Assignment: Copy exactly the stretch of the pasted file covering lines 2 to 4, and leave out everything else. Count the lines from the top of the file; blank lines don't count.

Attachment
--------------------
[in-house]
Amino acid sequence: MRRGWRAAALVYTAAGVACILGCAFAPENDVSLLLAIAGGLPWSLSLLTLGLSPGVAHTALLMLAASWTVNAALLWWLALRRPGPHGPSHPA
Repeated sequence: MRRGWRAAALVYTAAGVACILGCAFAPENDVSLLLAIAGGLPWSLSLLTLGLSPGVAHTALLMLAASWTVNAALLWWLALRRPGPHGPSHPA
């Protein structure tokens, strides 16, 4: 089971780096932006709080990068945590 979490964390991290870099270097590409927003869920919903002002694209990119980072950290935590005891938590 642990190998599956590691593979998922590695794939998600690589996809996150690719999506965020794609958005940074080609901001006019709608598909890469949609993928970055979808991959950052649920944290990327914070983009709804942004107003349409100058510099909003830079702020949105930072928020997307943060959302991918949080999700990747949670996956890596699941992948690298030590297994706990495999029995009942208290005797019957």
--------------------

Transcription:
Amino acid sequence: MRRGWRAAALVYTAAGVACILGCAFAPENDVSLLLAIAGGLPWSLSLLTLGLSPGVAHTALLMLAASWTVNAALLWWLALRRPGPHGPSHPA
Repeated sequence: MRRGWRAAALVYTAAGVACILGCAFAPENDVSLLLAIAGGLPWSLSLLTLGLSPGVAHTALLMLAASWTVNAALLWWLALRRPGPHGPSHPA
């Protein structure tokens, strides 16, 4: 089971780096932006709080990068945590 979490964390991290870099270097590409927003869920919903002002694209990119980072950290935590005891938590 642990190998599956590691593979998922590695794939998600690589996809996150690719999506965020794609958005940074080609901001006019709608598909890469949609993928970055979808991959950052649920944290990327914070983009709804942004107003349409100058510099909003830079702020949105930072928020997307943060959302991918949080999700990747949670996956890596699941992948690298030590297994706990495999029995009942208290005797019957």